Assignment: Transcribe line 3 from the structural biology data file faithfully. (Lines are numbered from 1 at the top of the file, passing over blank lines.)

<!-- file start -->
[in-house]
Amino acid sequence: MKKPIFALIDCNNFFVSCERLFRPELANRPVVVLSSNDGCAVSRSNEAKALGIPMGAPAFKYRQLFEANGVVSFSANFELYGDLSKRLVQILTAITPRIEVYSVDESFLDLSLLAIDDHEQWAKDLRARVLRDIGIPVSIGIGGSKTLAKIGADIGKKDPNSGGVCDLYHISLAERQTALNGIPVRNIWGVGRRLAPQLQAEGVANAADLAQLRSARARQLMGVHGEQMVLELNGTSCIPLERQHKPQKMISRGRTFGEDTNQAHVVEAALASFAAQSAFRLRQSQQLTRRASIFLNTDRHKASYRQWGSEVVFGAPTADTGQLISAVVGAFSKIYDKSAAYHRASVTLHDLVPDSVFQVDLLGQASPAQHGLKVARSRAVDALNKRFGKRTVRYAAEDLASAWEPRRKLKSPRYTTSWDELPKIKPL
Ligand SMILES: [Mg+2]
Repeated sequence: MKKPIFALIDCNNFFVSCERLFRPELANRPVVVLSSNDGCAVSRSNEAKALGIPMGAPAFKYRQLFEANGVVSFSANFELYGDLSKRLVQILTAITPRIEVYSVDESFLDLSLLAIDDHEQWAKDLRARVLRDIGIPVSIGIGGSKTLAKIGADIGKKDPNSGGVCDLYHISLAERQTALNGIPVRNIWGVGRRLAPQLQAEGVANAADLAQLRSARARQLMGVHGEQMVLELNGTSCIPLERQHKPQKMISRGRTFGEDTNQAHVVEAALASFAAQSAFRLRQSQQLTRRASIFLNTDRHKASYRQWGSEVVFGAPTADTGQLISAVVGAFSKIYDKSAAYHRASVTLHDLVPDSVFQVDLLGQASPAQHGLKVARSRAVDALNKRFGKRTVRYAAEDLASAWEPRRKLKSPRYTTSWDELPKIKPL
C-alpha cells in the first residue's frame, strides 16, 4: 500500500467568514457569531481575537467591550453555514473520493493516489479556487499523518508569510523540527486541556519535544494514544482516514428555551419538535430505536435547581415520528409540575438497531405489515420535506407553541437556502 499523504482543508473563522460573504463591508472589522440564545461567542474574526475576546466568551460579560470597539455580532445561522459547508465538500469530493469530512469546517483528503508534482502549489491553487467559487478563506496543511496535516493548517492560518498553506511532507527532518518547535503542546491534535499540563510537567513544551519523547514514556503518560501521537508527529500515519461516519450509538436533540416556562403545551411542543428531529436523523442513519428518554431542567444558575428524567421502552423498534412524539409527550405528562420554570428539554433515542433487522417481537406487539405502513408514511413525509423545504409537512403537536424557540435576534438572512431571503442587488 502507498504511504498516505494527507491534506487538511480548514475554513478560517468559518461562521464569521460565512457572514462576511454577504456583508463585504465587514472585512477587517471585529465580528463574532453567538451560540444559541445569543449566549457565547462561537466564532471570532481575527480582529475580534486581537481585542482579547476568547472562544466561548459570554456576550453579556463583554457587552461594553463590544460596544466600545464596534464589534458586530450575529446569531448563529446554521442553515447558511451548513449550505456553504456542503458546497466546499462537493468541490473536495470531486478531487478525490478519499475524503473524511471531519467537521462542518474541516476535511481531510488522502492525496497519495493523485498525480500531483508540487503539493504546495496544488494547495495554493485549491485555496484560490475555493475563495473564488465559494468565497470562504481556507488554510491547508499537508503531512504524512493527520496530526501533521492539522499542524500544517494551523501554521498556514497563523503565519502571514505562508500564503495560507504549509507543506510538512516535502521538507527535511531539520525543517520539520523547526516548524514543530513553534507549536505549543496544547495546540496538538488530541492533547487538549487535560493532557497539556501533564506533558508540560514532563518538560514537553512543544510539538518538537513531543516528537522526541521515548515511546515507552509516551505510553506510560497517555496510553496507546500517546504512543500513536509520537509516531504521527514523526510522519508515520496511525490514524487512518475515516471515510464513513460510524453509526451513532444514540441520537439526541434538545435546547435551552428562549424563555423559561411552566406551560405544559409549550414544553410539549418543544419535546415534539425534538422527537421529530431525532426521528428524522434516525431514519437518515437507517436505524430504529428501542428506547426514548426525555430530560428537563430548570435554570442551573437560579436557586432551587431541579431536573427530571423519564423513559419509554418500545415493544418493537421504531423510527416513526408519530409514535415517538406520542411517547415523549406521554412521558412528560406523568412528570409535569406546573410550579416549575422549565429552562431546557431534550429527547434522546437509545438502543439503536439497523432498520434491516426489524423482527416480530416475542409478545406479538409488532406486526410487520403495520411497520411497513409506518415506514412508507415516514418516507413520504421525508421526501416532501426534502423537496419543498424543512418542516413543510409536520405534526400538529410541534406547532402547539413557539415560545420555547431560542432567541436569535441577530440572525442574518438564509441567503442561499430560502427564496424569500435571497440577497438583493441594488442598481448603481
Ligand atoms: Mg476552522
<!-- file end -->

Ligand SMILES: [Mg+2]